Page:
Wait For The Lord

Daily Scripture readings for July, set #4:

– Exodus, chapters 10-12
– Psalm, chapter 27
– Matthew 12:1-21
– Acts 17:1-15

My primary observation from today’s Exodus chapters is in 11:7, where Moses says to Pharaoh regarding the extent of the final plague: “But not a dog shall growl against any of the people of Israel, either man or beast, that you may know that the Lord makes a distinction between Egypt and Israel.” It is as clear as possible here that God, at least in this point in history, had selected some to be his people and some to not be. All humanity is God’s creation. All are made in his image. And yet, “the Lord makes a distinction between Egypt and Israel.” My secondary observation is something I just noticed at the end of chapter 10. Moses tells Pharaoh that he won’t see his face again in 10:29, but then 5 verses later in 11:4 it seems that Moses is back in Pharaoh’s presence speaking with him. Is Moses just all talk in 10:29 or am I reading this wrong?

I mentioned a few days ago that Psalm 25 is one of my favorites, but today’s reading of Psalm 27 confirms that this chapter is officially my favorite… my favorite Psalm, that is. The entire thing is so deeply encouraging. Each stanza describes a reality where David is completely safe and secure, yet also rejoicing nd delighting in God himself and not only in God’s salvation. The final verse sums up how I typically preach to myself in times of trial and struggle: “Wait for the Lord; be strong, and let your heard take courage; wait for the Lord!”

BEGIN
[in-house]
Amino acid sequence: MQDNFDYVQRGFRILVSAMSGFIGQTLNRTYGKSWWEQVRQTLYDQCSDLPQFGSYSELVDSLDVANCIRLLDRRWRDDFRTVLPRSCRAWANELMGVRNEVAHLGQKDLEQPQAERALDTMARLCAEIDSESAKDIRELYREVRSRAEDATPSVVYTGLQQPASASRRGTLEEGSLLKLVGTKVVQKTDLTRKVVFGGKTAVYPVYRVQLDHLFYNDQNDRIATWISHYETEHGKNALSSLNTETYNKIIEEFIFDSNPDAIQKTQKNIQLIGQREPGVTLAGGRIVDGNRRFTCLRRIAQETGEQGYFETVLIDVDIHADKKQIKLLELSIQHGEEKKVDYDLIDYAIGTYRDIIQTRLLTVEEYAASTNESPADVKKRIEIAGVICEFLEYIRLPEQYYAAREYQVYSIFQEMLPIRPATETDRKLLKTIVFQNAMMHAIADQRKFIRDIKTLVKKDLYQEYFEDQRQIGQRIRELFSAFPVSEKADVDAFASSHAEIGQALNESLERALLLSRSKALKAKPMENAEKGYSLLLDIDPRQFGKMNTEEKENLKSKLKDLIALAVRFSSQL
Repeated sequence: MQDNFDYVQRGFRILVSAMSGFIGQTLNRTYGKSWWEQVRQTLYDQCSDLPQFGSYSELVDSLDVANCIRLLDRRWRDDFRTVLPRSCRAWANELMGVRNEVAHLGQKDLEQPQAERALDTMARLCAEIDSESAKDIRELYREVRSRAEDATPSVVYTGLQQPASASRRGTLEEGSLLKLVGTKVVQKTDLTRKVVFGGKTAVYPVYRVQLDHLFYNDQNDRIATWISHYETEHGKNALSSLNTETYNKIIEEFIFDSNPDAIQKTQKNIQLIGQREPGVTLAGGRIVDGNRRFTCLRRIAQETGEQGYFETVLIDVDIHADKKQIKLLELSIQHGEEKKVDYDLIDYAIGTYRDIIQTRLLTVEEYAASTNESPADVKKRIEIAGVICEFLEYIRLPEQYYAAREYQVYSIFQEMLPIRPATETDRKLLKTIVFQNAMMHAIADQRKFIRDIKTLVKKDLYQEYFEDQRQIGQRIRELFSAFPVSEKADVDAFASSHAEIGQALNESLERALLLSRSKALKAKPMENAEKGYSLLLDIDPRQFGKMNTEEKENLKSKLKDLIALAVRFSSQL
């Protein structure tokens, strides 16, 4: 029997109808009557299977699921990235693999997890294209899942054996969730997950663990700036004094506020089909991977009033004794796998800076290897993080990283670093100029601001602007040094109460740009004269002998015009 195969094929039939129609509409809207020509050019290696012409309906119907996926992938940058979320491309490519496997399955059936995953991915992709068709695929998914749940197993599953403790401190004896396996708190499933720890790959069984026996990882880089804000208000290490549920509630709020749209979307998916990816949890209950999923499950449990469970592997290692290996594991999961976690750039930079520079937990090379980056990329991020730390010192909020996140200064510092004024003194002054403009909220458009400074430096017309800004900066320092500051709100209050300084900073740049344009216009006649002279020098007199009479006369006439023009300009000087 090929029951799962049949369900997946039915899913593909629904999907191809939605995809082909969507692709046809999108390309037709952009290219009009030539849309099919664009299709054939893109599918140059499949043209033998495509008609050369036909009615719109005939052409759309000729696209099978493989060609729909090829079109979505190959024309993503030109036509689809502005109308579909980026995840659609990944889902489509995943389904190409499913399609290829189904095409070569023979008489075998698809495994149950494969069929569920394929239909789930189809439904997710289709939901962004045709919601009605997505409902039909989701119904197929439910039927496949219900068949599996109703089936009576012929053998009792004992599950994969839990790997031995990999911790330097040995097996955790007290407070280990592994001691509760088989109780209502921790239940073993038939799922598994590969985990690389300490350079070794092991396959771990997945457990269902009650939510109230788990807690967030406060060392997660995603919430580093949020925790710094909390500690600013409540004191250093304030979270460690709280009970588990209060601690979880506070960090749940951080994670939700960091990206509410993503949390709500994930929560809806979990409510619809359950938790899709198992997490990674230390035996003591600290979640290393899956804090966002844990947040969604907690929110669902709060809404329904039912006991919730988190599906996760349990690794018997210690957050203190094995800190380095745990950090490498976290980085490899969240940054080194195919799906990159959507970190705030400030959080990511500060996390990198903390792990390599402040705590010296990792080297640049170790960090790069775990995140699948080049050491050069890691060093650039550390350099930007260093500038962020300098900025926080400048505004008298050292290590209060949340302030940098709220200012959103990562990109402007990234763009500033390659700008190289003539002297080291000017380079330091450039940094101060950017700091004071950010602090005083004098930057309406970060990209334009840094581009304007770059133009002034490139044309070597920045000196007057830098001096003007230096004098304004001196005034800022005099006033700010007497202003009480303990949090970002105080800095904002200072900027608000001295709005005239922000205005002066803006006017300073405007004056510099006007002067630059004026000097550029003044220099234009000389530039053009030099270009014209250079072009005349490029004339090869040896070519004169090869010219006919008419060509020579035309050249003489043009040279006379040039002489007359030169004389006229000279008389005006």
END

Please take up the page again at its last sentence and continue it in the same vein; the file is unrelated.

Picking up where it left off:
I’m not sure if Matthew 12 is the first mention of “Gentiles” in the book, but it sure is a direct one. God’s overarching salvation plan is for not only the Jews, but for Gentiles also, which this Isaiah quote in verse 18-21 makes clear: “Behold, my servant whom I have chosen, my beloved with whom my soul is well pleased. I will put my Spirit upon him, and he will proclaim justice to the Gentiles. He will not quarrel or cry aloud, not will anyone hear his voice in the streets; a bruised reed he will not break, and a smoldering wick he will not quench, until hie brings justice to victory; and in his name the Gentiles will hope.”

Lately I’ve heard a lot of dogging on the idea of “belief,” as if an action as simple as believing could not possibly be enough to warrant salvation. Those who are concerned about poverty advocate serving the poor, those who are concerned about the appearance of righteousness advocate certain regulations and restrictions. However, here in Acts 16, Paul answers the Philippian jailer’s question on how to attain salvation succinctly and directly: “Believe in the Lord Jesus, and you will be saved” (vs 31).

Update: Again, for those following along each day, the above Acts notes are a day off track (behind) the official reading schedule.

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